Our totalitarian liberals

Let’s follow the wisdom of Greek rhetoricians and agree on the terms of discussion.

It’s generally believed that the West has historically featured three types of governance: authoritarian, totalitarian and liberal-democratic.

The first is typified by all Western monarchies of old, various South American states and countries like, say, Franco’s Spain or Salazar’s Portugal. The second term usually describes Nazi Germany, fascist Italy and the Soviet Union along with all its satellites. And then there are the modern Western countries that all proudly wear the tag of liberal democracy.

Now, I don’t accept this taxonomy. My contention is that there really are only two types of states, not three. The true line of demarcation separates traditional authoritarian states from modern ones, either totalitarian or liberal. These two sub-types, different though they may be in variously important details, are closer than people think in their philosophical and, if you will, intuitive foundations.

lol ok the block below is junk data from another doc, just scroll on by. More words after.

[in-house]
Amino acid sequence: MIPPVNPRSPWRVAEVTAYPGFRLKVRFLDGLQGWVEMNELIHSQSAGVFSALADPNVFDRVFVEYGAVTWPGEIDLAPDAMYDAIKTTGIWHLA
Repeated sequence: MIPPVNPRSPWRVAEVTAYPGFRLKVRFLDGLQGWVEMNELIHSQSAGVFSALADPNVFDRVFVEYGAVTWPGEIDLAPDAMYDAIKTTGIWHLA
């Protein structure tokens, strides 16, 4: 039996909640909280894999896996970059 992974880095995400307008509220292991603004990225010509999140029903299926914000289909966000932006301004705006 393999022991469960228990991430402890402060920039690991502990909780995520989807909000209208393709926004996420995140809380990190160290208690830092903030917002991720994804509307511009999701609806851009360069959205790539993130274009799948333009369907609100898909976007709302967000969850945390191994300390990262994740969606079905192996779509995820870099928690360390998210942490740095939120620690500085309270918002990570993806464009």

Proceeding from terminology to observation, we all notice in today’s liberal West tyrannical practices that used to be associated with totalitarian states only. Suppression of free speech, banning of books, persecution of people for what they say and increasingly think, imposition of ideological uniformity, ever-increasing power of central government – you can extend this list at your leisure.

Yes, everybody notices such things. Yet most people believe they are perversions of liberalism, which is where I diverge from majority opinion. I regard liberalism and totalitarianism as Siamese twins separated at birth. This degree of kinship presupposes inordinate mutual affinity and an inclination towards ever-growing proximity.

In other words, because liberalism is close to totalitarianism, it reaches out to it by cultivating the totalitarian aspects of its own DNA that have hitherto been more or less suppressed.

Actually, we aren’t quite done with terms. I’d like to introduce another one, which designates the crosshatched area on which liberalism and totalitarianism overlap: anomie.